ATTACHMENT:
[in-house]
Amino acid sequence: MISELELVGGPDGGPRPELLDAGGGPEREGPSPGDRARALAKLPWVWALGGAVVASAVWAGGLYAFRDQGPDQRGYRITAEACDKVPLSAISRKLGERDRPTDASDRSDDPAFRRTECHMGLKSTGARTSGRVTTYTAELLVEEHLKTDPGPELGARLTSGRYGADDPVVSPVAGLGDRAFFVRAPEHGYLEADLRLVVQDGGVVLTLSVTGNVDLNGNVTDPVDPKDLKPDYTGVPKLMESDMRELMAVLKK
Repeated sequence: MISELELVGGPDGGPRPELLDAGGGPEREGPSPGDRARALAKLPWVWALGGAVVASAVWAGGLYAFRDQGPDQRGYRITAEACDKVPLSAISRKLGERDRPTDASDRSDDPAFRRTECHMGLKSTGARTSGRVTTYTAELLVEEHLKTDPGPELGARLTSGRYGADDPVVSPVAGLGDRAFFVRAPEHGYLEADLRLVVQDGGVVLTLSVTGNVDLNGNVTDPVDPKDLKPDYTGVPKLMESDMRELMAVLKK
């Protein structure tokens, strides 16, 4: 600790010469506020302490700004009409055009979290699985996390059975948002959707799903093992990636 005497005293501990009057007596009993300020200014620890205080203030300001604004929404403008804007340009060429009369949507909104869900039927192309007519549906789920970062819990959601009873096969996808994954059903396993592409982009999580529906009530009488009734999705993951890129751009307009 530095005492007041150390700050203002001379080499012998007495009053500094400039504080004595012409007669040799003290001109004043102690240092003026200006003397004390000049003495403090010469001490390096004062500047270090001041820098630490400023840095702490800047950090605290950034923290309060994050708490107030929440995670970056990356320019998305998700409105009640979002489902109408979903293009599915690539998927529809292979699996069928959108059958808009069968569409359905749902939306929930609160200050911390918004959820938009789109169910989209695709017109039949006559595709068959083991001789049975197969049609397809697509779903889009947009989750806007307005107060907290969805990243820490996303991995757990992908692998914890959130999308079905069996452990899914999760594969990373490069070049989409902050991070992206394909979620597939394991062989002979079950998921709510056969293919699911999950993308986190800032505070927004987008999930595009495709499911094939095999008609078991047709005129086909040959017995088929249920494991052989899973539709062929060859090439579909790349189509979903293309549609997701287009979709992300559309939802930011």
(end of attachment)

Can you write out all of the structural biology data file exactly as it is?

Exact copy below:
[in-house]
Amino acid sequence: MISELELVGGPDGGPRPELLDAGGGPEREGPSPGDRARALAKLPWVWALGGAVVASAVWAGGLYAFRDQGPDQRGYRITAEACDKVPLSAISRKLGERDRPTDASDRSDDPAFRRTECHMGLKSTGARTSGRVTTYTAELLVEEHLKTDPGPELGARLTSGRYGADDPVVSPVAGLGDRAFFVRAPEHGYLEADLRLVVQDGGVVLTLSVTGNVDLNGNVTDPVDPKDLKPDYTGVPKLMESDMRELMAVLKK
Repeated sequence: MISELELVGGPDGGPRPELLDAGGGPEREGPSPGDRARALAKLPWVWALGGAVVASAVWAGGLYAFRDQGPDQRGYRITAEACDKVPLSAISRKLGERDRPTDASDRSDDPAFRRTECHMGLKSTGARTSGRVTTYTAELLVEEHLKTDPGPELGARLTSGRYGADDPVVSPVAGLGDRAFFVRAPEHGYLEADLRLVVQDGGVVLTLSVTGNVDLNGNVTDPVDPKDLKPDYTGVPKLMESDMRELMAVLKK
């Protein structure tokens, strides 16, 4: 600790010469506020302490700004009409055009979290699985996390059975948002959707799903093992990636 005497005293501990009057007596009993300020200014620890205080203030300001604004929404403008804007340009060429009369949507909104869900039927192309007519549906789920970062819990959601009873096969996808994954059903396993592409982009999580529906009530009488009734999705993951890129751009307009 530095005492007041150390700050203002001379080499012998007495009053500094400039504080004595012409007669040799003290001109004043102690240092003026200006003397004390000049003495403090010469001490390096004062500047270090001041820098630490400023840095702490800047950090605290950034923290309060994050708490107030929440995670970056990356320019998305998700409105009640979002489902109408979903293009599915690539998927529809292979699996069928959108059958808009069968569409359905749902939306929930609160200050911390918004959820938009789109169910989209695709017109039949006559595709068959083991001789049975197969049609397809697509779903889009947009989750806007307005107060907290969805990243820490996303991995757990992908692998914890959130999308079905069996452990899914999760594969990373490069070049989409902050991070992206394909979620597939394991062989002979079950998921709510056969293919699911999950993308986190800032505070927004987008999930595009495709499911094939095999008609078991047709005129086909040959017995088929249920494991052989899973539709062929060859090439579909790349189509979903293309549609997701287009979709992300559309939802930011």